This is not wishful thinking. Compliance experts, who study how people are influenced, know that once a person believes that change is possible, change occurs. With each change, you will come to see yourself as someone who can take charge of your weight. Through this process of self-indoctrination, you will develop a new inner responsibility for your body that will take on a momentum of its own.
The first step we recommend doesn't even involve food. Buy a "Think Thin, Be Thin" notebook, and write the following sentence on the first page:
"I, _____________, will continue to read Think Thin, Be Thin and put some of the suggestions to work for me."
If you prefer, open a new "Think Thin, Be Thin" file on your computer, type the sentence, and print it out. Either way, sign your name and record the date. Doing so creates a subtle, subconscious pressure to follow through on your agreement. With one small commitment, you psychologically prime yourself to make other commitments that will lead to a thinner, healthier you.
"I Think, Therefore I Am . . . Thin."
Diet experts emphasize that if you want a healthier, trimmer body, you should eat less and exercise more. They're right. But how do you get yourself to eat less and exercise more?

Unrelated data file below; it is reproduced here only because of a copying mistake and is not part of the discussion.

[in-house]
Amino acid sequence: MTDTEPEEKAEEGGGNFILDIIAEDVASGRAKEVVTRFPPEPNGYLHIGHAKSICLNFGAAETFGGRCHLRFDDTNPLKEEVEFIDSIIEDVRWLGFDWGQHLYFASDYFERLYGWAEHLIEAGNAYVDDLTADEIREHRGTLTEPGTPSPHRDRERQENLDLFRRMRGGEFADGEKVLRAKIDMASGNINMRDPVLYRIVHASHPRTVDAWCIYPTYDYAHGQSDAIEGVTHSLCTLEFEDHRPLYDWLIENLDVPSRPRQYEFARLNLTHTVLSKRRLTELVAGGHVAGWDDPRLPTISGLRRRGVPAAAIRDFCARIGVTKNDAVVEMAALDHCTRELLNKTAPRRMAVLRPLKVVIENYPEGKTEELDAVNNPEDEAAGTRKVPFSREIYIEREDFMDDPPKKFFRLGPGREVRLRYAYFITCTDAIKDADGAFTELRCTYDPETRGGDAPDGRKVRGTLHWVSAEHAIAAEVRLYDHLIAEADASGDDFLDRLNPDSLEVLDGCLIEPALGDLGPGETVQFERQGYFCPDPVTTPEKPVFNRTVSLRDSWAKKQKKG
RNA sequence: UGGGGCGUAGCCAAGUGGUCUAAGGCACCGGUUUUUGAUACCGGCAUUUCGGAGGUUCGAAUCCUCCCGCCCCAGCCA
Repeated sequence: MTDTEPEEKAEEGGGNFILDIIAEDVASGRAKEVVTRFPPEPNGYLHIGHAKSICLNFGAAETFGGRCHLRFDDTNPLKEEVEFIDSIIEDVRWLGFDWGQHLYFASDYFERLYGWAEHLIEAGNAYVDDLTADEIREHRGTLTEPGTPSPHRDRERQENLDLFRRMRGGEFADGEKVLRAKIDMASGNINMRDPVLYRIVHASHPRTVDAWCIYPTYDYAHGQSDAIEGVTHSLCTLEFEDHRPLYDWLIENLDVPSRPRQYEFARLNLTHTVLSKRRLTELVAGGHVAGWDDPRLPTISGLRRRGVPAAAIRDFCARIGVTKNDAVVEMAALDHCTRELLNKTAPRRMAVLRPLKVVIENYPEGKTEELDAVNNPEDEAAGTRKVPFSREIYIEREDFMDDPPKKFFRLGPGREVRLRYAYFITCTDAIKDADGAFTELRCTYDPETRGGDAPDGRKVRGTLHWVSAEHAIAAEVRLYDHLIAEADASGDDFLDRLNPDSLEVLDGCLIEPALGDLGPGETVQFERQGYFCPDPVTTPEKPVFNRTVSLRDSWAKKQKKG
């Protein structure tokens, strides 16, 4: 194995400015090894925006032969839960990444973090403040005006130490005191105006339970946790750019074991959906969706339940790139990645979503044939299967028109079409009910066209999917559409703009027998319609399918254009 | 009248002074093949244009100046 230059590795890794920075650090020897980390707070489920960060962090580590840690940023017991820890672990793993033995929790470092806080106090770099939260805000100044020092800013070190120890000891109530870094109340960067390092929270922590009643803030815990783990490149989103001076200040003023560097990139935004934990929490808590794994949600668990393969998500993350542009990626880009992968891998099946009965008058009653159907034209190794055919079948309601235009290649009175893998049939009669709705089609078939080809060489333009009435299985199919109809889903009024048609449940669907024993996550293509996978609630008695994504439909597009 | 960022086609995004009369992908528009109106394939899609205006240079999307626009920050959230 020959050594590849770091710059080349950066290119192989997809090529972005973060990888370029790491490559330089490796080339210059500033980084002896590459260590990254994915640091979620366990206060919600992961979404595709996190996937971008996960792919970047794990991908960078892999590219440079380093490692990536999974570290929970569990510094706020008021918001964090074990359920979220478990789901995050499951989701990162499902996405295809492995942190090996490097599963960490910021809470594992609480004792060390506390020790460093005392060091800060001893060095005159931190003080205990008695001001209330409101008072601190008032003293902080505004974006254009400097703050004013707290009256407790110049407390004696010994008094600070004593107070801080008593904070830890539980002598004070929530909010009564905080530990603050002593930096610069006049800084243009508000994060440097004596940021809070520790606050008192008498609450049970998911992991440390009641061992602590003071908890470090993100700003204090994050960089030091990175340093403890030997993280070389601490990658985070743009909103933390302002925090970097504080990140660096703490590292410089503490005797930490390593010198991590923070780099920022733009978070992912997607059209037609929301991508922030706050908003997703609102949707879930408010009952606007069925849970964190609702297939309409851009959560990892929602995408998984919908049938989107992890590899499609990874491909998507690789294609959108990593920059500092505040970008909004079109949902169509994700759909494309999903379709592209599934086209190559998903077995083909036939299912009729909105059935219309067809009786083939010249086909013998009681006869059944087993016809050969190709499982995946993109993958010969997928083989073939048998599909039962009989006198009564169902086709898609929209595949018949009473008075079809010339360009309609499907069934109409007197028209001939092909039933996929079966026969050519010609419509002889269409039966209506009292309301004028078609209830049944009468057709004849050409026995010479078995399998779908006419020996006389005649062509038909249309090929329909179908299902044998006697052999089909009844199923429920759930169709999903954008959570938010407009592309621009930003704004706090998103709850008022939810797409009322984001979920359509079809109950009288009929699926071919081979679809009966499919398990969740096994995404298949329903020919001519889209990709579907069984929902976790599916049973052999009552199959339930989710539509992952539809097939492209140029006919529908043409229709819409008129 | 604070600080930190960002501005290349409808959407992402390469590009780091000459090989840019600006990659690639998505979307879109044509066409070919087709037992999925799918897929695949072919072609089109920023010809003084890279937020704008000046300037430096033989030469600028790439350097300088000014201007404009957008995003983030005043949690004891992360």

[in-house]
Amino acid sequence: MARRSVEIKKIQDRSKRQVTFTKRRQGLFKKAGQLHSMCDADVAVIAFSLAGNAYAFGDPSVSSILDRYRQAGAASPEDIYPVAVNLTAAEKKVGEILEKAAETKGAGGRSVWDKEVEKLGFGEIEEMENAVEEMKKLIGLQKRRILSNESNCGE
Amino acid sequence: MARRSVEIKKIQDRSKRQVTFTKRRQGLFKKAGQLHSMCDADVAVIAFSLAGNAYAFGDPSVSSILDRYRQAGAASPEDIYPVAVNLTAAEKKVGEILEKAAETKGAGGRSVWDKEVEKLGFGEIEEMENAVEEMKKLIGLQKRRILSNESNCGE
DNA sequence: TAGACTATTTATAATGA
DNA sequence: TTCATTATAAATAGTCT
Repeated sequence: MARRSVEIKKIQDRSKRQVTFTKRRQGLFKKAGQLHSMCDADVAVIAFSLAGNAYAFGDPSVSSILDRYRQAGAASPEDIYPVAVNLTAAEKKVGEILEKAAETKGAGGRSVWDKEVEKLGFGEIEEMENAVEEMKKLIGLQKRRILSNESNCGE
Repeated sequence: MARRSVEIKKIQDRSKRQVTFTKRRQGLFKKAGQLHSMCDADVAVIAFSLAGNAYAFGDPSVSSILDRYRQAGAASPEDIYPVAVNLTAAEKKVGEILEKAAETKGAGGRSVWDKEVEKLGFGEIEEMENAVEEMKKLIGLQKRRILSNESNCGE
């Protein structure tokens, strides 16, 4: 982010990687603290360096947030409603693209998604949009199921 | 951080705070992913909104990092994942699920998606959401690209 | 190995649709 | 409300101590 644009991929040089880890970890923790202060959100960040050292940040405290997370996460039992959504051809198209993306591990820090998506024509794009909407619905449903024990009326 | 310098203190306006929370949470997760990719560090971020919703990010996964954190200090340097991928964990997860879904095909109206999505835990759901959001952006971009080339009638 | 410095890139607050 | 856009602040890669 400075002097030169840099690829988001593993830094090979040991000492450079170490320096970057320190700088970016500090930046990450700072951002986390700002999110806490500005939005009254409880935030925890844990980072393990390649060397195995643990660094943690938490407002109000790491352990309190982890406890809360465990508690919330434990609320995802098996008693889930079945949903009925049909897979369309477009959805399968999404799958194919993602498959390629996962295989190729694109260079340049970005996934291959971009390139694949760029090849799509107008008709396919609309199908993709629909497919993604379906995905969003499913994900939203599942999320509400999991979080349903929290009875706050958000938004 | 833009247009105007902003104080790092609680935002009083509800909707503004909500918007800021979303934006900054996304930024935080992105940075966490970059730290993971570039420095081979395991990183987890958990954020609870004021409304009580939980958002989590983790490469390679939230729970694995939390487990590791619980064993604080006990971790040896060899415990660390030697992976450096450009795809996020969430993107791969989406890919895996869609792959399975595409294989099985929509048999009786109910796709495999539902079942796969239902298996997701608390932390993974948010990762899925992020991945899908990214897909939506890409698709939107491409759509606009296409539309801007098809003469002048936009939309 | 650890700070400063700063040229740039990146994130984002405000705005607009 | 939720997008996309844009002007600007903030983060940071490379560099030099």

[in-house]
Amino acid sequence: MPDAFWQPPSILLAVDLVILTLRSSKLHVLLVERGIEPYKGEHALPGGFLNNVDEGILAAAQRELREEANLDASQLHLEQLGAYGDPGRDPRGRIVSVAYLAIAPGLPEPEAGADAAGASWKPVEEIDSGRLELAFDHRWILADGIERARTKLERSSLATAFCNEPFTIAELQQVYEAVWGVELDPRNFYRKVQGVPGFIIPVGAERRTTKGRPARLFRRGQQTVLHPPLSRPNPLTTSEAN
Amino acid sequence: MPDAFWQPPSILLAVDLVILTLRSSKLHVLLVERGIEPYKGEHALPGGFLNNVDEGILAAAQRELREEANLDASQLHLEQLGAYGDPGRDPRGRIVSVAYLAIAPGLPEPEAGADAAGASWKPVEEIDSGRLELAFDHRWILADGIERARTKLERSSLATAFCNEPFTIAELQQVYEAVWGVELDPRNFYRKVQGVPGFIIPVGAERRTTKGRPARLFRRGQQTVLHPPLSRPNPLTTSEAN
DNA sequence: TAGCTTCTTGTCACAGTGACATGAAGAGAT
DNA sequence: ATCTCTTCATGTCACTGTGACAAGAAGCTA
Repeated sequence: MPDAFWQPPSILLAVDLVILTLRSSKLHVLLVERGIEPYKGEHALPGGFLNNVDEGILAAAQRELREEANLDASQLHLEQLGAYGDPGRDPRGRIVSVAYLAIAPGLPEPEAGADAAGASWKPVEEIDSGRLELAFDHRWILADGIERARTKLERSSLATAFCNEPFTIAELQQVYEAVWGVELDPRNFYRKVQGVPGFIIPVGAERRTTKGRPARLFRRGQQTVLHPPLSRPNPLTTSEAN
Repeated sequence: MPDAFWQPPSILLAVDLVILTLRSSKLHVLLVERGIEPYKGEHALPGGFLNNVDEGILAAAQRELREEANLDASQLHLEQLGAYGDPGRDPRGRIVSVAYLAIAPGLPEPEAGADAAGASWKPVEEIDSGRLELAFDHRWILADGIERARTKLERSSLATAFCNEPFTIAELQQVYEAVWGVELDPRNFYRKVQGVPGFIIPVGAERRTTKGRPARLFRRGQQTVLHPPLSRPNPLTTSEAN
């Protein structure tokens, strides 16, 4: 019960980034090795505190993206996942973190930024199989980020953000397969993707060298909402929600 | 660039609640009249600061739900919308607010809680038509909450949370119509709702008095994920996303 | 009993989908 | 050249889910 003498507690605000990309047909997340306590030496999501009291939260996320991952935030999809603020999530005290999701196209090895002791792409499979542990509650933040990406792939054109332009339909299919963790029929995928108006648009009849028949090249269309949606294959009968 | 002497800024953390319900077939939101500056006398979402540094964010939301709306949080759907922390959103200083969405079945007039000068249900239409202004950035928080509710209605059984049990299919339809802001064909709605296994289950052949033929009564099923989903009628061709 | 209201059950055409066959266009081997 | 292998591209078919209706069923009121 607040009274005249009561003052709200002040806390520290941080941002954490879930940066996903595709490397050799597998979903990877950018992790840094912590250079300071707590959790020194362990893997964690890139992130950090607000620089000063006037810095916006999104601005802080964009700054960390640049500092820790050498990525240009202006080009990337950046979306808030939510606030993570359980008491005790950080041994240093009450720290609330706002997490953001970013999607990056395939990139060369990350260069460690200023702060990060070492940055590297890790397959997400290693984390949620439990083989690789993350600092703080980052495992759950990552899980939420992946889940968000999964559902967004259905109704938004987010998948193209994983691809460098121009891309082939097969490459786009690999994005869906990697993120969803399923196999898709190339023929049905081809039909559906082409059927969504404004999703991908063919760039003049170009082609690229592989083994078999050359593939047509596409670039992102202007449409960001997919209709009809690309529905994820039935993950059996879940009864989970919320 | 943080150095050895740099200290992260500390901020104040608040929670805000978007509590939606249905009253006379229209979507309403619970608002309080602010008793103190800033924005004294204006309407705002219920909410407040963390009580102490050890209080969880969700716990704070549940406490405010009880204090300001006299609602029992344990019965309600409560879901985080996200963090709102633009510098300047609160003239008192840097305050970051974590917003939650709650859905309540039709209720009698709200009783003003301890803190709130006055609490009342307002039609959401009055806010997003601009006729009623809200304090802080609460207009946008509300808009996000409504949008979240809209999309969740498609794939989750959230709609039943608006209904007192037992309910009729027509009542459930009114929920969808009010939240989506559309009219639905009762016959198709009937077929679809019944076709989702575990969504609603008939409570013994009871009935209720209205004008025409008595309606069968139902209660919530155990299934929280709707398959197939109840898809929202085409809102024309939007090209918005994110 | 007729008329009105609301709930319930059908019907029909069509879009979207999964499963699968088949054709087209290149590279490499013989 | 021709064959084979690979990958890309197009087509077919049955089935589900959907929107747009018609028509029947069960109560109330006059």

The answer lies in your brain. Your thoughts determine how you feel. Your thoughts determine how you behave. Your thoughts determine what you eat and whether you work out.
The discovery that thoughts create feelings and drive behavior—one of the most important psychological breakthroughs of the last fifty years—is the foundation of all cognitive and behavioral therapy approaches. Although these methods were developed separately, they all place heavy emphasis on setting goals (defining what you intend to accomplish) and changing the way you think about or interpret a situation.